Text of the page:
La Peppermint CamelliaCamellia japonica 'La Peppermint'
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Camellia japonica 'La Peppermint'
Outdoor Growing zone
La Peppermint Camellia is a unique plant where every bloom is different. The basic form is a neat ‘formal’ bloom of white to very pale pink, but each petal has a carmine-red stripe down the center, which varies in width. Some flowers have additional spots of red, and some have large parts of the flower in red – a surprise in every bud. This plant has exceptional upright growth and beautiful foliage, growing up to 10 feet tall in time. It is perfect in garden beds, as a screen, or in pots, which can come indoors in winter if you live in a cold zone.
Partial shade, with morning sun and afternoon shade, is perfect for La Peppermint Camellia. It will also grow in dappled shade and on the north side of a building. The soil should be moist, rich and well-drained, with an acidic pH below 6.5. If you don’t have suitable soil, grow it in a pot using potting soil blended for acid-loving plants. Pests or diseases are rare and pruning is normally never needed.
Remember those peppermint sticks of your childhood, or the candy canes of Christmas? Well, with La Peppermint Camellia blooms you recapture that look exactly. Each elegant blossom is a cool white, and each petal has a thin stripe of candy-pink down its center, conjuring up exactly those peppermint candies, and making a gorgeous bloom. This full, rounded bush can become 8 feet tall and wide in time, and it is especially fascinating because no two blooms are identical, and some are occasionally almost solid pink, or half-and-half. It blooms very early, often over the Christmas season, so you can use it to decorate a party table. Out in the garden, or in a pot, you will love this unique bush, which was created in the American home of camellias – Mobile, Alabama – getting on for 100 years ago.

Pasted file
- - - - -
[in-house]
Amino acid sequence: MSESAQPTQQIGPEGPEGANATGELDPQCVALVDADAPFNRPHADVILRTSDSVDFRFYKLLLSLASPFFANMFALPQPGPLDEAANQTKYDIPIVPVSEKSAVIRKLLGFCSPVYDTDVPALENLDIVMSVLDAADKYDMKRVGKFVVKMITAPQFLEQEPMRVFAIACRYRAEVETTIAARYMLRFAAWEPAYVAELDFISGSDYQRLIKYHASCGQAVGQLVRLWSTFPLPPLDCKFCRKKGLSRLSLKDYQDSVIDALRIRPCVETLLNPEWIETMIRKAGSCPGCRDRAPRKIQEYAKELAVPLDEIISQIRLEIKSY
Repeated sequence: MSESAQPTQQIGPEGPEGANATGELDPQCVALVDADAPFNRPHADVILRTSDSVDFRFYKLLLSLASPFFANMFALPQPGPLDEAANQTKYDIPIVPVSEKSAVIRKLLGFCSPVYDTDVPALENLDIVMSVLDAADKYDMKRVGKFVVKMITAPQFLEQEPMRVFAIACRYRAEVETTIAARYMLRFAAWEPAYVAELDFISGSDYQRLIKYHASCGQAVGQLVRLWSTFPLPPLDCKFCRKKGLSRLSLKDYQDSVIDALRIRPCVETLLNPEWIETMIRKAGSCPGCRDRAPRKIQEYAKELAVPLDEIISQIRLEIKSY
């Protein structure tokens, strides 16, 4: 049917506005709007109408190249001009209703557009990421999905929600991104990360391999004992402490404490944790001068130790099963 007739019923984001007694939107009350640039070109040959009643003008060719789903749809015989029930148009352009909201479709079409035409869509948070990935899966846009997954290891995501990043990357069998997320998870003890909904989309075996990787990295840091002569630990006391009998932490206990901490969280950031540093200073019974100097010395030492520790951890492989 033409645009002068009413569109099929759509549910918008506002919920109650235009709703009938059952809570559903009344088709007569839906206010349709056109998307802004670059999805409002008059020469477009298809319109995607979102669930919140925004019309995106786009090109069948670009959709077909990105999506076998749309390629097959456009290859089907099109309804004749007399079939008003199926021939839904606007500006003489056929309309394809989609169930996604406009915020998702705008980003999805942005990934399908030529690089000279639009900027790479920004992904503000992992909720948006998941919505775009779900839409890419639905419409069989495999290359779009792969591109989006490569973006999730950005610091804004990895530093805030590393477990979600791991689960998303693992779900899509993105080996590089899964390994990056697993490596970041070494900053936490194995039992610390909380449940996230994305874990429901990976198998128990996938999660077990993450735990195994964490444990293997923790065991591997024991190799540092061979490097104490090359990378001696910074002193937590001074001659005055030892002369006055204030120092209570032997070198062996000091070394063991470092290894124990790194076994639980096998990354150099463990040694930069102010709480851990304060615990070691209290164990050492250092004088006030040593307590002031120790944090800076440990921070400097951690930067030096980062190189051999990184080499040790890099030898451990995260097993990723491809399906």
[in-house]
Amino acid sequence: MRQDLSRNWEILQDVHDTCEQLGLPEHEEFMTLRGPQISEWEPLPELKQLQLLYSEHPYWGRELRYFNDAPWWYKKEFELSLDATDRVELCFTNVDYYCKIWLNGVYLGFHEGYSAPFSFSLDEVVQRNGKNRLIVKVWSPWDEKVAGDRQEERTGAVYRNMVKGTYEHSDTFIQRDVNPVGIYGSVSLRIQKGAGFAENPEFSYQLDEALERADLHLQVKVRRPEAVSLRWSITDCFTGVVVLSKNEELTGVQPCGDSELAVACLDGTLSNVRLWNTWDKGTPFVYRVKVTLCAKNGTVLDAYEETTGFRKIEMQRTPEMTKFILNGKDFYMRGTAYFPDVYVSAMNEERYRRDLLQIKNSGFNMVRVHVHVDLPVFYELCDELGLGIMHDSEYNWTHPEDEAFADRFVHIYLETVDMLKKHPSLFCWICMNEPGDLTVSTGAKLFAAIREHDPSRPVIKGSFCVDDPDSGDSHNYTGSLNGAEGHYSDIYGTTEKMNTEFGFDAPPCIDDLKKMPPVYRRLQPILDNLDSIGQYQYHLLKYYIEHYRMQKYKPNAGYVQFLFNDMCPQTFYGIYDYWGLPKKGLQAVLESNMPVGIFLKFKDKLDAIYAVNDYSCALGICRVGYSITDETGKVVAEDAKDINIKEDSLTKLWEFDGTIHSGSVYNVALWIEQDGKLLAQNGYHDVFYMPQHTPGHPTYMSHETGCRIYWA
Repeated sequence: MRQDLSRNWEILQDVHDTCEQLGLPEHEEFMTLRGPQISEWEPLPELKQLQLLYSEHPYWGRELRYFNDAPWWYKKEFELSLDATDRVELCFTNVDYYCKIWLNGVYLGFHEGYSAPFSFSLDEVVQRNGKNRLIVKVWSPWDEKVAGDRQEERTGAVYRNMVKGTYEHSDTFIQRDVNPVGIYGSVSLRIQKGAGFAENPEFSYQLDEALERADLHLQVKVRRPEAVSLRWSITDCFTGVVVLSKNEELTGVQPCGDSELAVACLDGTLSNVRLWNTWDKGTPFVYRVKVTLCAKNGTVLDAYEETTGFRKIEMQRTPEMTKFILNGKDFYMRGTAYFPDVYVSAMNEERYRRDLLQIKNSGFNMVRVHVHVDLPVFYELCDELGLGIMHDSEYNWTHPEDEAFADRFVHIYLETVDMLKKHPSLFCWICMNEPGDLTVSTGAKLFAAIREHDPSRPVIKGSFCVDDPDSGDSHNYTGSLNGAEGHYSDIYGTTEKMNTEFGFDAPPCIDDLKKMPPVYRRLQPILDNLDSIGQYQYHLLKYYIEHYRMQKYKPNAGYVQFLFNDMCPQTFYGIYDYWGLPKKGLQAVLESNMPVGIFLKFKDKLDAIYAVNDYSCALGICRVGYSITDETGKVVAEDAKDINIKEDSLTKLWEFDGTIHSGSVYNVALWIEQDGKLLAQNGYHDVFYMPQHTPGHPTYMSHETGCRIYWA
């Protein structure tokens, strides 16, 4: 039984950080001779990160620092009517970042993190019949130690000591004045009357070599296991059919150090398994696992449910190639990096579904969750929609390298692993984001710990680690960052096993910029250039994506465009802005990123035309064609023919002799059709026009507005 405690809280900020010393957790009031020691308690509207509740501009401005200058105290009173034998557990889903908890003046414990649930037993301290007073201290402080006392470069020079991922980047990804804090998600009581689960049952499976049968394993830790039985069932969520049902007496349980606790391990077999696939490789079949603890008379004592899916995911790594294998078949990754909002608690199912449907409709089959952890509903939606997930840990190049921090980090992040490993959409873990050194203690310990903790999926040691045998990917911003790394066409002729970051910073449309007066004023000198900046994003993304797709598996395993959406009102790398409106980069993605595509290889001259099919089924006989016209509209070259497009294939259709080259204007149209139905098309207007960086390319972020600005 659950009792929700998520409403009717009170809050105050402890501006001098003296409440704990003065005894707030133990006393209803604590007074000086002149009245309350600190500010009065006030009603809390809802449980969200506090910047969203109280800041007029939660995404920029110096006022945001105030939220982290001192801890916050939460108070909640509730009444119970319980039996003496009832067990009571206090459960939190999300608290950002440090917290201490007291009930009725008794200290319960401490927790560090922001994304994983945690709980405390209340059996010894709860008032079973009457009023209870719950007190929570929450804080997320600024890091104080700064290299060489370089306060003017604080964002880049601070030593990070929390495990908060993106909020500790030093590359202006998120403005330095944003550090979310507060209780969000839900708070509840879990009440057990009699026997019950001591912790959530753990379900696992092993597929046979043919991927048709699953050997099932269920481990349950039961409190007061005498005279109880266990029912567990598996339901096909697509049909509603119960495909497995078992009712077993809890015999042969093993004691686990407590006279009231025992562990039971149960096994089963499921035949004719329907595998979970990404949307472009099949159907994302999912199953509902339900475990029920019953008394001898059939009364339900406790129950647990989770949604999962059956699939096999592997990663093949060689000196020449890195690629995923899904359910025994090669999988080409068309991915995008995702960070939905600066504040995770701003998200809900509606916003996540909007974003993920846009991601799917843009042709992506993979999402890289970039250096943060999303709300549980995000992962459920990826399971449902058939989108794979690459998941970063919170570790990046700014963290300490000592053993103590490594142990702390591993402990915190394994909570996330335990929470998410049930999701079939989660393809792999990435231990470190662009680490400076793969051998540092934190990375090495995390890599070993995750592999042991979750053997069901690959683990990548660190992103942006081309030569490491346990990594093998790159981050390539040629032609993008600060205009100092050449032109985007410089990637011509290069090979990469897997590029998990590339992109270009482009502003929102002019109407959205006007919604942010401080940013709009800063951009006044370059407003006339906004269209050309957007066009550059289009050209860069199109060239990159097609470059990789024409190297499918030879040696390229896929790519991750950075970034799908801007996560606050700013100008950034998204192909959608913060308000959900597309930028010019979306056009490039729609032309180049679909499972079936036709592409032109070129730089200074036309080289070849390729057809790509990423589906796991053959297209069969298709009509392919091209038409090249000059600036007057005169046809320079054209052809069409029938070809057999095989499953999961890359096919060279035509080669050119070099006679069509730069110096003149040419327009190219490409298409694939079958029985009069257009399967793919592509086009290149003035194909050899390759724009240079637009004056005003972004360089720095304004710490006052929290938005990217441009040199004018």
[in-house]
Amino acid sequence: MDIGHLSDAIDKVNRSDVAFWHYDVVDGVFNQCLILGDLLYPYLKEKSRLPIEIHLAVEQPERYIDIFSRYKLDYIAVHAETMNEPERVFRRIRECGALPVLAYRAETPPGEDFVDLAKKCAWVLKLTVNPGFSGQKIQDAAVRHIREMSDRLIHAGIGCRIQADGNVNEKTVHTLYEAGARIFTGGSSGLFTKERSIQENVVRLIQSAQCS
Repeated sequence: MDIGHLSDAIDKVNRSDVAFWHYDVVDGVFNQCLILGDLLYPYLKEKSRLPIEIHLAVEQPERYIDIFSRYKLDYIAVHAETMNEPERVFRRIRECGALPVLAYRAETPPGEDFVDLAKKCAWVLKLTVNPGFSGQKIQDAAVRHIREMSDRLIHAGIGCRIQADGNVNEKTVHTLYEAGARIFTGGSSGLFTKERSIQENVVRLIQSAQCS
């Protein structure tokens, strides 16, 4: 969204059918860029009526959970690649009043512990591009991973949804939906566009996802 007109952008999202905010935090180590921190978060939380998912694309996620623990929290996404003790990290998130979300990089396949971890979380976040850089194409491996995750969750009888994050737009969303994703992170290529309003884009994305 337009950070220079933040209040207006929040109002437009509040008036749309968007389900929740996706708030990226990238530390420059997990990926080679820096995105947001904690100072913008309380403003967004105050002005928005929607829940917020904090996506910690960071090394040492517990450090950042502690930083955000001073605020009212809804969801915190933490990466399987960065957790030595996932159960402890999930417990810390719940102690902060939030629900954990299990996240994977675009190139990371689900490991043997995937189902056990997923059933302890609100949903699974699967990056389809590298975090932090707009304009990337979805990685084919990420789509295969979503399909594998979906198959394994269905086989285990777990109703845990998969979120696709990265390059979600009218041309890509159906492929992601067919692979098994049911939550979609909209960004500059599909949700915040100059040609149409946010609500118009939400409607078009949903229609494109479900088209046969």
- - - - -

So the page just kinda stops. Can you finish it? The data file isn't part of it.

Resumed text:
La Peppermint Camellia is an upright evergreen shrub that develops into a broad plant between 6 and 10 feet tall and up to 8 feet wide. The growth is dense and solid, and the foliage is very attractive, densely packed on the stems. The leaves are leathery, with a smooth, glossy surface and a beautiful dark-green color. They are 3 to 4 inches long and 1 to 2 inches wide. In summer you will see the first of the flower buds, which are tiny and round. They slowly expand through fall into large, fat buds full of promise, towards the ends of the branches. Depending on your zone flowers may begin to open in December and this early camellia will brighten the shortest days of the year. In colder areas flowering may begin in January or in very early spring.
The flowers are a generous 3 to 4 inches across, with about 50 petals arranged in a neat, rose-like circle. The basic color varies from pure white to the palest possible pink and each petal has a stripe of carmine red down the center. Each flower is different – sometimes subtle, with differences in the width of the red stripe; sometimes striking, with whole parts of the flower red, so every bud opening brings a surprise – but always a good one.
You can grow this bush in shrub beds, along a fence, around your home between windows, or as a hedge or screen. It makes a lovely specimen on a lawn, or planted in a more natural setting among trees. Plant it where the flowers can be seen during winter, such as beside a door, or outside a window. In pots it can decorate a terrace or patio, and even be grown on a balcony if you have no garden.